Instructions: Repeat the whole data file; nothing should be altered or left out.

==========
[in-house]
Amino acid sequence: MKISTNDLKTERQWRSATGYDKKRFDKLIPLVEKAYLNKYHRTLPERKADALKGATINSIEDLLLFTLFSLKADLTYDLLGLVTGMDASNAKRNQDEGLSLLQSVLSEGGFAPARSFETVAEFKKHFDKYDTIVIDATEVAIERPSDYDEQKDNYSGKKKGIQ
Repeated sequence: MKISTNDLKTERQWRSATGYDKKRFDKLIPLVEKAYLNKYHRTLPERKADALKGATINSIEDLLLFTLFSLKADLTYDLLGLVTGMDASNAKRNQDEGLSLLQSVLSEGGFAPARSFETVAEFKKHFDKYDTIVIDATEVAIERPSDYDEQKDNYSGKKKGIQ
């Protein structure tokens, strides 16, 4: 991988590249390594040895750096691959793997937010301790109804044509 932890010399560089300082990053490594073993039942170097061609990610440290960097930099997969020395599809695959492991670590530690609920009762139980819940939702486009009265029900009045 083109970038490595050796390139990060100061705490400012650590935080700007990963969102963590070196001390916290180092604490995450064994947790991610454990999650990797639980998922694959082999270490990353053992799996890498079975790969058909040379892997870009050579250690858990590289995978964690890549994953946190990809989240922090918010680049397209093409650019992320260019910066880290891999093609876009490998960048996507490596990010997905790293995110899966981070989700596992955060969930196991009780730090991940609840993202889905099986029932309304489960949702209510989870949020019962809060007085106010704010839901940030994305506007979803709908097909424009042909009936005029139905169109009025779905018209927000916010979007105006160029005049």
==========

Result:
[in-house]
Amino acid sequence: MKISTNDLKTERQWRSATGYDKKRFDKLIPLVEKAYLNKYHRTLPERKADALKGATINSIEDLLLFTLFSLKADLTYDLLGLVTGMDASNAKRNQDEGLSLLQSVLSEGGFAPARSFETVAEFKKHFDKYDTIVIDATEVAIERPSDYDEQKDNYSGKKKGIQ
Repeated sequence: MKISTNDLKTERQWRSATGYDKKRFDKLIPLVEKAYLNKYHRTLPERKADALKGATINSIEDLLLFTLFSLKADLTYDLLGLVTGMDASNAKRNQDEGLSLLQSVLSEGGFAPARSFETVAEFKKHFDKYDTIVIDATEVAIERPSDYDEQKDNYSGKKKGIQ
């Protein structure tokens, strides 16, 4: 991988590249390594040895750096691959793997937010301790109804044509 932890010399560089300082990053490594073993039942170097061609990610440290960097930099997969020395599809695959492991670590530690609920009762139980819940939702486009009265029900009045 083109970038490595050796390139990060100061705490400012650590935080700007990963969102963590070196001390916290180092604490995450064994947790991610454990999650990797639980998922694959082999270490990353053992799996890498079975790969058909040379892997870009050579250690858990590289995978964690890549994953946190990809989240922090918010680049397209093409650019992320260019910066880290891999093609876009490998960048996507490596990010997905790293995110899966981070989700596992955060969930196991009780730090991940609840993202889905099986029932309304489960949702209510989870949020019962809060007085106010704010839901940030994305506007979803709908097909424009042909009936005029139905169109009025779905018209927000916010979007105006160029005049």